Sunday, January 30, 2022

REVIEW: The Savior's Book Cafe Story in Another World (manga, vol. 1) based on the novels by Kyouka Izumi, story by Oumiya, art by Reiko Sakurada

The Savior's Book Cafe Story in Another World is yet another isekai fantasy manga based on a light novel series. It's licensed by Seven Seas. I bought my copy new.


When Tsukina is approached by a floating orb claiming to be God, who tells her that she's been summoned to another world in order to be its savior, she says no thanks. God is somewhat taken aback, since everyone else seemed thrilled to be summoned and couldn't wait to start their new lives. However, all those other people were starry-eyed teenagers, and Tsukina is a single thirty-something with a stable job and a quiet life that she enjoys. She has no desire to fight monsters and face danger.

God tells her that this summoning in nonnegotiable, but if she'd prefer, she could live a quiet life and just be on standby in case another savior needs help. Tsukina reluctantly agrees but gets God to grant her a bunch of wishes so that she'll be as comfortable in her new world as possible.

And so begins Tsukina's life as the owner of a little book cafe in the middle of nowhere, whose first (and mostly only) customer, Il (the author's awkward shortening of his full name, Soeil), a bookish knight.

REVIEW: Others See Us (book) by William Sleator

Other See Us is YA SFF. Technically, I'd argue that it's YA SFF horror. I checked it out from the library. 

This review includes slight spoilers.


The thing that most excites Jared about his summer vacation is that he'll finally get the chance to see his beautiful cousin Annelise again. However, not long before the big family cookout, Jared accidentally crashes his bike and falls into a swamp filled with toxic muck. He manages to get it all washed off, but suddenly he finds himself hearing weird voices, almost like he can hear others' thoughts. There's far more tension in his family than he ever realized, and he has no idea what to think about it all.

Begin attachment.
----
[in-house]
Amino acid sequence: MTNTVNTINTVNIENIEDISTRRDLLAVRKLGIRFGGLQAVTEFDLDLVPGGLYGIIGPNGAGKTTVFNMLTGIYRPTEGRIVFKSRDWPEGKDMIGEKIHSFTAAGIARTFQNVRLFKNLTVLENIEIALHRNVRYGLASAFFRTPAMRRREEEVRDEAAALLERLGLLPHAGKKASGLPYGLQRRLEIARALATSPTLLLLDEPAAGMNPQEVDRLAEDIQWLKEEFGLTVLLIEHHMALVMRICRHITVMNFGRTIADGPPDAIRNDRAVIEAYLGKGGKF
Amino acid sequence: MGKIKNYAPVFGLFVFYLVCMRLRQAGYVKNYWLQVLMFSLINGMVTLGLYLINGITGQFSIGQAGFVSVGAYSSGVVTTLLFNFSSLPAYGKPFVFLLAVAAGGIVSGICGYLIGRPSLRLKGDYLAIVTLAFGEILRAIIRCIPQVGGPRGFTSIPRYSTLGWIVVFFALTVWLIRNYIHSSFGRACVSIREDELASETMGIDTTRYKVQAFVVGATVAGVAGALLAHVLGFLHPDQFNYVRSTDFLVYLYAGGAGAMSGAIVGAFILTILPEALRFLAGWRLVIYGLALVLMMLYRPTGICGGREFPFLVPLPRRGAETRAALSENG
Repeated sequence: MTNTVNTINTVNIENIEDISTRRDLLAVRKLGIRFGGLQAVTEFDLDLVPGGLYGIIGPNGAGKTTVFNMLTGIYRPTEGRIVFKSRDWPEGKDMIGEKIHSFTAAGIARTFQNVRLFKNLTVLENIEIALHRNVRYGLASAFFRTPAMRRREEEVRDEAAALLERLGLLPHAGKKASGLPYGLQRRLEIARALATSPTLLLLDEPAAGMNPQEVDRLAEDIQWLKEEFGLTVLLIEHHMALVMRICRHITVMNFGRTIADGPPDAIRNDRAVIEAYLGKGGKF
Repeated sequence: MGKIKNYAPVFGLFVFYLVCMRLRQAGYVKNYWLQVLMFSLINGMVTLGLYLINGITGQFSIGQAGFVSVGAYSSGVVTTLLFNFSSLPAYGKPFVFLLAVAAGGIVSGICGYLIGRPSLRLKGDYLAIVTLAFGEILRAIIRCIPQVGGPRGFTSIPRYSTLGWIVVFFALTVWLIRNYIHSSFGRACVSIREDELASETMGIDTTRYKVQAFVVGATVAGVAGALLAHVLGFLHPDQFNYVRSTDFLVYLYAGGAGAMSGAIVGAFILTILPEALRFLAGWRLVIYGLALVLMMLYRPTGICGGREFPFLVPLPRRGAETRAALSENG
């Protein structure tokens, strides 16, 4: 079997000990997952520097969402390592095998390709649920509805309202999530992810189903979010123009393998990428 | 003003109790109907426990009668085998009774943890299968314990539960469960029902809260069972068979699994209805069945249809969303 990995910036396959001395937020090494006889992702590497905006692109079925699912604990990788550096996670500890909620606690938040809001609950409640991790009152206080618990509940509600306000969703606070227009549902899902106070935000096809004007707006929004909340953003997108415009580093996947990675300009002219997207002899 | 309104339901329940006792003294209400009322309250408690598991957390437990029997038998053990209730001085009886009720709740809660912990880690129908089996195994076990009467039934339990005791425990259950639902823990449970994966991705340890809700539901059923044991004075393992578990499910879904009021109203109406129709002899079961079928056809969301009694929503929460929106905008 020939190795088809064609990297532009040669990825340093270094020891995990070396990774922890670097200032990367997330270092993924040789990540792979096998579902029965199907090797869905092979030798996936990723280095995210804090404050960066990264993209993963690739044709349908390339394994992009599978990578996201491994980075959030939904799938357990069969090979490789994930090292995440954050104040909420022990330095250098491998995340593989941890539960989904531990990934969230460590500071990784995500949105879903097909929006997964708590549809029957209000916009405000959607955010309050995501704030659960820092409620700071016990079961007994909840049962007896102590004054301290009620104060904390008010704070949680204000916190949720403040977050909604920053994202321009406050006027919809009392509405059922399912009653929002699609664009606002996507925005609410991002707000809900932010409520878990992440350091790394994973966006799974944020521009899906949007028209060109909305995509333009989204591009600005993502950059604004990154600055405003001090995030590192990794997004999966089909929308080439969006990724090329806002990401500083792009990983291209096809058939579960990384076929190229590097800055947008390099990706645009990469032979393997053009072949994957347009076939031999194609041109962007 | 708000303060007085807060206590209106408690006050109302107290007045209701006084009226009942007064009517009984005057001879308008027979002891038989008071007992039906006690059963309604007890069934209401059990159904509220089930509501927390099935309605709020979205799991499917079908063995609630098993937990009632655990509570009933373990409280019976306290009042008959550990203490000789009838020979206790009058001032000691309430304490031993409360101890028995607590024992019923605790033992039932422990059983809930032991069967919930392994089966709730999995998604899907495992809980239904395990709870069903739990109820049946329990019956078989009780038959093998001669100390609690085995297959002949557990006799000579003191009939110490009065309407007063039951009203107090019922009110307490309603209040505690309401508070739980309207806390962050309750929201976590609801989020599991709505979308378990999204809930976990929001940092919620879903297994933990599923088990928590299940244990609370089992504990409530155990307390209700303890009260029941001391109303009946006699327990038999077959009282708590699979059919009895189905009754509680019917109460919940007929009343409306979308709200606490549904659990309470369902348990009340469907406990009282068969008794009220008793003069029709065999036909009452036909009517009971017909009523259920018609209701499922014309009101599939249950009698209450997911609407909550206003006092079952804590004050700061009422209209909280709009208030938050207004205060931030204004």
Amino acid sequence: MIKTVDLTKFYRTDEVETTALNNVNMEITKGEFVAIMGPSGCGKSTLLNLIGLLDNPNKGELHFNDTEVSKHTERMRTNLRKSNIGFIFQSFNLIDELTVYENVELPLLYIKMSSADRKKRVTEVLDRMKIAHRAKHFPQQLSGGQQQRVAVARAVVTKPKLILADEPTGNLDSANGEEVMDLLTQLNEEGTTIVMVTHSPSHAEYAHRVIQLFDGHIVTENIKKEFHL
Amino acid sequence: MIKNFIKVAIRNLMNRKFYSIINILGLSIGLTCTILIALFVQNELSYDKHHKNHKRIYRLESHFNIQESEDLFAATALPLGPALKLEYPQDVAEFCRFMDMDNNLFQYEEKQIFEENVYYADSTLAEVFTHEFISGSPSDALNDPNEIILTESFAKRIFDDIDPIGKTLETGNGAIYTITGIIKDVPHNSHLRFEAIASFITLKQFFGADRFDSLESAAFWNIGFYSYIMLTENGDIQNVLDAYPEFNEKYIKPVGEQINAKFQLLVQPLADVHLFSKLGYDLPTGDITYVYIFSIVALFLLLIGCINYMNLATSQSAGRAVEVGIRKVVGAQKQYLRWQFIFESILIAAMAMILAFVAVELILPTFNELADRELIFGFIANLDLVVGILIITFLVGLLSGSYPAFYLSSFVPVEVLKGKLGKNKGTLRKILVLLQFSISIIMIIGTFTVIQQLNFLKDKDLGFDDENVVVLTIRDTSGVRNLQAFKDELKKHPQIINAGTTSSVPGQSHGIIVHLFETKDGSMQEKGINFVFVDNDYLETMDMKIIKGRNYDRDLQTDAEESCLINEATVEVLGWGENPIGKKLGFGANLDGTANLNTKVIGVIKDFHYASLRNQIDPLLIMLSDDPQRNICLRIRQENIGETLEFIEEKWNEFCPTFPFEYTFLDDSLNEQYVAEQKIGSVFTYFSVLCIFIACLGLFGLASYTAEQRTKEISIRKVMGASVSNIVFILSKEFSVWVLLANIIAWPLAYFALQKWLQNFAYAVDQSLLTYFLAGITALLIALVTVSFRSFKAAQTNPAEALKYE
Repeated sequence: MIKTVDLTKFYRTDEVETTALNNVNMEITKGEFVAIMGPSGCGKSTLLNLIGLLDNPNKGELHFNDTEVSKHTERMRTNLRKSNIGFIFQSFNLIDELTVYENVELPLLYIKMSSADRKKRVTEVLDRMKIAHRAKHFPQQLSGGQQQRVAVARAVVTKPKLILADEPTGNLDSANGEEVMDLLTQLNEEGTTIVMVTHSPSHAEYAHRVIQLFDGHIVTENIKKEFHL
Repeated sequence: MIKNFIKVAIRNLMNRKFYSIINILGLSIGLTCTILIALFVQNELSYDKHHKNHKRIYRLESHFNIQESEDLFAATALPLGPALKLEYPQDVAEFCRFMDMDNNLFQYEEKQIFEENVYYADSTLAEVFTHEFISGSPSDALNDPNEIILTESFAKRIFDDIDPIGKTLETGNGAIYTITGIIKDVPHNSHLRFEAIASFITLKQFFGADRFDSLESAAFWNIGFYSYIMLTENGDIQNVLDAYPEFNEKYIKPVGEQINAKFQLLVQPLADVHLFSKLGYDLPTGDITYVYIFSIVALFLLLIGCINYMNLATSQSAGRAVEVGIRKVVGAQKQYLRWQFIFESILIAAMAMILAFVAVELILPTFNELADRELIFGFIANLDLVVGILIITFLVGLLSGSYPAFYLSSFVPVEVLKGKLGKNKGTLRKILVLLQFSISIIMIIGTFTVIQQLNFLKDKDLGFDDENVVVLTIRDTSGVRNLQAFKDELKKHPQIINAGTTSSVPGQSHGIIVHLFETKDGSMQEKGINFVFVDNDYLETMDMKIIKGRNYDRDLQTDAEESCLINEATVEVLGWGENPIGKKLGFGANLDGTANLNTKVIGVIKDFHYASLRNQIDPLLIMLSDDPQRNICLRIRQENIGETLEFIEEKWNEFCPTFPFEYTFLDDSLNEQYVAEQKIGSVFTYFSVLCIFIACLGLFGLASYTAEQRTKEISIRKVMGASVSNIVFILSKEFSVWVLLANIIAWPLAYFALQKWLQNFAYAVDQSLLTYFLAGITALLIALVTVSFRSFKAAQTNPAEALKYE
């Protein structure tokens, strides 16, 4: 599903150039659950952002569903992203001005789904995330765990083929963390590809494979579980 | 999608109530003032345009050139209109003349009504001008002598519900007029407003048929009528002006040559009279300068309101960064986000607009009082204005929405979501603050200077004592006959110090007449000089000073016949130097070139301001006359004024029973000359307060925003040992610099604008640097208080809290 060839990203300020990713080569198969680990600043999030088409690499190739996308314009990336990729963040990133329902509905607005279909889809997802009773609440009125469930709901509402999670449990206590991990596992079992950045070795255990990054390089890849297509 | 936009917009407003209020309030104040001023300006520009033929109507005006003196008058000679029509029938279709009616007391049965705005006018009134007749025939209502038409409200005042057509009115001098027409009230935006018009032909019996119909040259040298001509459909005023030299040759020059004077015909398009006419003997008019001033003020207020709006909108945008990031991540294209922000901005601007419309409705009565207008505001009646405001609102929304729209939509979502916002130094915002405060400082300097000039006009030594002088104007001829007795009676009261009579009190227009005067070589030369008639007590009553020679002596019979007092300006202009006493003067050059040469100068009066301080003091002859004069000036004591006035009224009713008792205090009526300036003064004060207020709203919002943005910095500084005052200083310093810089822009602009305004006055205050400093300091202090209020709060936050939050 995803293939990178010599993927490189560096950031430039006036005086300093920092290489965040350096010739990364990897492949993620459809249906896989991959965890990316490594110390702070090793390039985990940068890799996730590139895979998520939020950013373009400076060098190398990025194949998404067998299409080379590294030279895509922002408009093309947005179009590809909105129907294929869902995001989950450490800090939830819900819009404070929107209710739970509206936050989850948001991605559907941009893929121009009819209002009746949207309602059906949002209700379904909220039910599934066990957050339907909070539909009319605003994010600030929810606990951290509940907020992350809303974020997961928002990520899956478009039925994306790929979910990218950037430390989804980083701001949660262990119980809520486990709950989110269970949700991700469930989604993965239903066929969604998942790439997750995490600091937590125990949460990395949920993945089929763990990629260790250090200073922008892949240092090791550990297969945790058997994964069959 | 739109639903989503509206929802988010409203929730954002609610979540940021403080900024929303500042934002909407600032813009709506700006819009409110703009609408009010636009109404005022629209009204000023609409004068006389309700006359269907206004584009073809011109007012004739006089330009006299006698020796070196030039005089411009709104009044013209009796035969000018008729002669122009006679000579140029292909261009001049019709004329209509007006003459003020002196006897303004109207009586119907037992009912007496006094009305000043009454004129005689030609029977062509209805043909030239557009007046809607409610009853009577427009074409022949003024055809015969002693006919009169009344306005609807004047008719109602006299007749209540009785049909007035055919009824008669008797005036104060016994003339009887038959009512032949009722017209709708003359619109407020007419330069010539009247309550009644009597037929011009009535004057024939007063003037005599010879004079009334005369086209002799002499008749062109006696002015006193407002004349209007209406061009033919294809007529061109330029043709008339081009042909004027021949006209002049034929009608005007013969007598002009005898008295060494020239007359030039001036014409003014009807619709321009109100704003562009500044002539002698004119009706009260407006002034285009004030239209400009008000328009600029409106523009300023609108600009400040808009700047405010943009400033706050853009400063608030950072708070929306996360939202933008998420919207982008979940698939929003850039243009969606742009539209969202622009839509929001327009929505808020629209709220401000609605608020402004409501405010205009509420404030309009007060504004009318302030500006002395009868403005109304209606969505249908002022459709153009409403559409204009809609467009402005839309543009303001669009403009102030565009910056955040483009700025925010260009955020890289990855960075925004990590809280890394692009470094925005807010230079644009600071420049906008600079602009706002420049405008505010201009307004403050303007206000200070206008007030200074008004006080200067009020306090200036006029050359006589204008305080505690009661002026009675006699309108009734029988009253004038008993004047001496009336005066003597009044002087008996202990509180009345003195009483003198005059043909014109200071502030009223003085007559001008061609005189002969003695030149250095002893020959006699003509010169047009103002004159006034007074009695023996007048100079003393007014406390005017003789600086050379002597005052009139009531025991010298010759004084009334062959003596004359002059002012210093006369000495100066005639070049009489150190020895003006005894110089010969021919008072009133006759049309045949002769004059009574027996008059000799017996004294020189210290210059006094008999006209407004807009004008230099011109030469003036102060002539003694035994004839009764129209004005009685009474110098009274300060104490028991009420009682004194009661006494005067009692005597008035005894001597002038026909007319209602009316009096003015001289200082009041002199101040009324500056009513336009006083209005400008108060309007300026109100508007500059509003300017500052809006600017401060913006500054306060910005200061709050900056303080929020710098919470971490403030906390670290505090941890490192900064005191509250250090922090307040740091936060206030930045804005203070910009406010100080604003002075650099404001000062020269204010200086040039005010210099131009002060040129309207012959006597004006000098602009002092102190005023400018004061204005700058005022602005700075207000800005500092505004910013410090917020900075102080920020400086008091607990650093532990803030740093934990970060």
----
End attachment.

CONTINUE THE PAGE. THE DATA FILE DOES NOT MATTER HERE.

But soon he has other problems keeping him occupied. His secret journal has gone missing, which means that someone now knows all about his huge crush on Annelise. Whoever took it knew the security code to his family's cottage, and since the thief wasn't either of his parents, it seems likely that there's another mind reader in his family, someone else who was exposed to the toxic swamp water.

REVIEW: The Strange Case of Origami Yoda (book) by Tom Angleberger

The Strange Case of Origami Yoda is Middle Grade humorous realistic fiction. I checked it out from the library.


Dwight is generally agreed to be the biggest weirdo in his school's sixth grade. He says and does random weird stuff and is generally embarrassing for folks like Tommy, who sits with him at lunch, to be around. However, he recently made his own Origami Yoda (based on a design he invented himself), and although it's weird that he keeps telling people to ask Origami Yoda for advice, the advice is often surprisingly helpful.